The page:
in ,

How Sandra Igwe Is Providing Support Black Mothers Through Her Motherhood Group

Post birth anxiety is one of those emotional well-being issues that numerous ladies encounter yet wear’ t talk about. Fortunately, mindfulness is being made and more ladies are looking for help.

After Sandra Igwe had her baby, she began to get on edge about in the event that she was raising her right. She before long met another new mum who was experiencing tension. The similitude of their cases struck Sandra in light of the fact that they both thought that it was hard to discuss it to anybody.

That spurred Sandra to make the MotherhoodGroup, an encouraging group of people where dark moms can talk about the issues they are confronting.

In the gathering, moms can talk about all parts of parenthood, including nervousness and sadness in addition to other things, without being judged.

View this post on Instagram

Black mums "don't like to speak about depression". Do you find it hard to talk about how you feel? … Mums @sandeeigwe and Jen Henry both experienced anxiety after childbirth, but say they found it difficult to discuss these issues in the black community. … Sandra told @BBCMinute: "There is a pressure for black mums to be superwomen", leaving little room to speak about their problems. As a result she set up @theMotherhoodGroup – a support network where black women can speak about the issues they are facing. … Around a fifth of new mums in the UK suffer from mental health problems. The Mental Health Foundation say Black British women are most likely to have a common mental health … #blackmums #blackwomen #mums #blackmentalhealth #blackmentalhealthmatters #blacklivesmatter #mentalhealth #depression #perinataldepression #postpartumdepression #anxiety #blackexcellence #blackcommunity #blacktwitter #bgm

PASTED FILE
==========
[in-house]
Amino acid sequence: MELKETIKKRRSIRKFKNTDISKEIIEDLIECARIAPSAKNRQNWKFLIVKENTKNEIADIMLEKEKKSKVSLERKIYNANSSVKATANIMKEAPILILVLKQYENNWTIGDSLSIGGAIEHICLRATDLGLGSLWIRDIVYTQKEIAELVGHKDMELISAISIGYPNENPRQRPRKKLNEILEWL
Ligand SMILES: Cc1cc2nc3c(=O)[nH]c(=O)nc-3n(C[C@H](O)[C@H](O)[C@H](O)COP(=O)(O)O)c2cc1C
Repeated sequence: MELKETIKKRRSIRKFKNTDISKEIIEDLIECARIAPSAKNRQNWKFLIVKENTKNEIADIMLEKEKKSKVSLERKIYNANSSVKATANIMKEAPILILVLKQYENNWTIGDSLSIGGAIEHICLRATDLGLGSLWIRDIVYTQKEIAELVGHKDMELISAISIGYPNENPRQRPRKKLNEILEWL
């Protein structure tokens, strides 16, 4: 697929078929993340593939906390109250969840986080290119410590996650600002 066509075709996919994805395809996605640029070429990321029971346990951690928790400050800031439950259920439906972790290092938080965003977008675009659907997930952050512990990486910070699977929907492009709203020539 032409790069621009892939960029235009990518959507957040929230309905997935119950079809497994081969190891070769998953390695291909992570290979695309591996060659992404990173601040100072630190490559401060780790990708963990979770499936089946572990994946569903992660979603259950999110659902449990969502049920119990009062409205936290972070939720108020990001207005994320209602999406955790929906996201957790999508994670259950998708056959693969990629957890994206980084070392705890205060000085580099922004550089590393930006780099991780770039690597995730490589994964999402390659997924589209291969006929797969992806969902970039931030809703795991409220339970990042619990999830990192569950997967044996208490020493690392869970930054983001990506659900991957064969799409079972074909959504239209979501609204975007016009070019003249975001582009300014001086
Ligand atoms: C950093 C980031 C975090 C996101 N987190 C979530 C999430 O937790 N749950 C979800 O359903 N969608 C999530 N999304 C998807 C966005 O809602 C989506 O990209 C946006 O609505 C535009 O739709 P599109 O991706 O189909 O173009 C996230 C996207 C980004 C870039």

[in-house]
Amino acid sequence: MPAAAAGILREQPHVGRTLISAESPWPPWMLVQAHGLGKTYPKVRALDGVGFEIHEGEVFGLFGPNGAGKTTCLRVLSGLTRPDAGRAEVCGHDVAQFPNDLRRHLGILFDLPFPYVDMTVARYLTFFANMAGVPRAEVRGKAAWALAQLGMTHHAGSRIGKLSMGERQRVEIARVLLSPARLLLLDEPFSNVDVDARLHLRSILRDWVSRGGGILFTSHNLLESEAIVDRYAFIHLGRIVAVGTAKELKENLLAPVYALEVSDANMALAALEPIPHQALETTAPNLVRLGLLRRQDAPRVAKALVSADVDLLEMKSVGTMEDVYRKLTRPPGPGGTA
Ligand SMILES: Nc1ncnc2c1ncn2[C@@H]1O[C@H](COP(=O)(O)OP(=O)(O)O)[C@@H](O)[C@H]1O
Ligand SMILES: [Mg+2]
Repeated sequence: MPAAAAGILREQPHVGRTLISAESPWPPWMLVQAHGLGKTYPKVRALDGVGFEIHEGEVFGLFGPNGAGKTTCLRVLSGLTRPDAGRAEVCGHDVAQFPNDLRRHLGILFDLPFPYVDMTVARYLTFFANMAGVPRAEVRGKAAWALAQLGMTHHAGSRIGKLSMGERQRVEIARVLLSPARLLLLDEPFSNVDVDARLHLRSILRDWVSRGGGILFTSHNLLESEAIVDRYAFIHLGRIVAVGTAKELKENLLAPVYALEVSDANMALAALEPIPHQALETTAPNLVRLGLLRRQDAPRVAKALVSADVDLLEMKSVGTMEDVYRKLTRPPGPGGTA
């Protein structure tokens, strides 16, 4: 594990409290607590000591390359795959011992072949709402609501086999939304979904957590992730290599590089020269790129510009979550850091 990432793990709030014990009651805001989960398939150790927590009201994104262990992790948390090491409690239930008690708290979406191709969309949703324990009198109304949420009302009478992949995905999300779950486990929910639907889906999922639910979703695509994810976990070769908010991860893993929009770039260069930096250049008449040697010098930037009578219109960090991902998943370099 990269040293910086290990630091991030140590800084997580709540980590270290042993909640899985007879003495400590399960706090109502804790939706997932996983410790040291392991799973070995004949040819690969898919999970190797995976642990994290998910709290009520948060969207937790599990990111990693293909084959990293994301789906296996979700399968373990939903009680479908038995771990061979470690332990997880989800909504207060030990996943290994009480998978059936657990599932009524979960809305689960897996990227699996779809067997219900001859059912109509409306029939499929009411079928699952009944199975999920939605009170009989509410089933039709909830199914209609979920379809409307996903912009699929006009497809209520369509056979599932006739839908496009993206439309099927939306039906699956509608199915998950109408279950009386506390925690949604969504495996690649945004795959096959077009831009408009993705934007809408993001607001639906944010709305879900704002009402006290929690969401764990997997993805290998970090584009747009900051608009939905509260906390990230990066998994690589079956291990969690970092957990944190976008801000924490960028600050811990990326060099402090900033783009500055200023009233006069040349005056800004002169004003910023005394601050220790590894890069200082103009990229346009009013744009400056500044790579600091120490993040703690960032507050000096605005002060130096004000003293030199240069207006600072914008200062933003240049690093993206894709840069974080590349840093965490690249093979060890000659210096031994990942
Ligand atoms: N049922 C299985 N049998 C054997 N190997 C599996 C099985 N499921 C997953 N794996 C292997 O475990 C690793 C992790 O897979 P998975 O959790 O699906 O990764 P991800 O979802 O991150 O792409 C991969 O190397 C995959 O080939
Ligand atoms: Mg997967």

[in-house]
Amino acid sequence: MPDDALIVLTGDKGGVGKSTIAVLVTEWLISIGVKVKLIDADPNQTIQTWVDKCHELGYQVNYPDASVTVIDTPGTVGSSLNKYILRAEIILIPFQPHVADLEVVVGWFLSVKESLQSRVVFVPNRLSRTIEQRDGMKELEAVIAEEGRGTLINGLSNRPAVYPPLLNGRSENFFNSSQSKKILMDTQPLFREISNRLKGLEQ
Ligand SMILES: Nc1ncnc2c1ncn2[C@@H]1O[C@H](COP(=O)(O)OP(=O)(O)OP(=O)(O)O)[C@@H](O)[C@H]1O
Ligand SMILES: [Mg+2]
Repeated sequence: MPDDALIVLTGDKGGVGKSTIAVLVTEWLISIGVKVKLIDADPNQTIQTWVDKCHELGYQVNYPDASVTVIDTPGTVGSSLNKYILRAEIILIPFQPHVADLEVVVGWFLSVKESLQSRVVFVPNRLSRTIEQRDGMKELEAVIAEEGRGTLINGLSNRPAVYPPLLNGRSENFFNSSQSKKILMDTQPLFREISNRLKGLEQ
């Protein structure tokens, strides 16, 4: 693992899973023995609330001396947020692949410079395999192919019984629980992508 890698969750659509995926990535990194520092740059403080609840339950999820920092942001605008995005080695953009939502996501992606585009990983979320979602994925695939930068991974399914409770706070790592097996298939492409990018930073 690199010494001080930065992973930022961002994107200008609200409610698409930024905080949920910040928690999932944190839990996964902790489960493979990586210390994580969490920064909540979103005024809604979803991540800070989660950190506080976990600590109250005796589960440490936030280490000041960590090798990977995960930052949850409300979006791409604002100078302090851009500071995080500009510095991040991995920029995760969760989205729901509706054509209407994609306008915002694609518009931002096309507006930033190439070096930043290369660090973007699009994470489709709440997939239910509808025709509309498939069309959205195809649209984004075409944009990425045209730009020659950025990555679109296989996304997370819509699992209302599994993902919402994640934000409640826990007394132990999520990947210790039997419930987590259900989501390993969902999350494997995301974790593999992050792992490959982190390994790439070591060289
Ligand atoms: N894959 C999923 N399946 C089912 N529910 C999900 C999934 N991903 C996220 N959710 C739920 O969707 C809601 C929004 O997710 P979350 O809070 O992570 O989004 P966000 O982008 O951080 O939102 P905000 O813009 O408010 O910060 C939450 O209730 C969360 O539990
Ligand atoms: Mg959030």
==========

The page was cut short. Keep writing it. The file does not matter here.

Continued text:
A post shared by BBC Minute (@bbcminute) on

Loading...

Leave a Reply

Your email address will not be published. Required fields are marked *

This site uses Akismet to reduce spam. Learn how your comment data is processed.

Read Inspiring Story of Lindiwe Sidali, South Africa’s First Black Female Cardiothoracic Surgeon

Meet Quiin Abenakyo, the First Ugandan to be Crowned Miss World Africa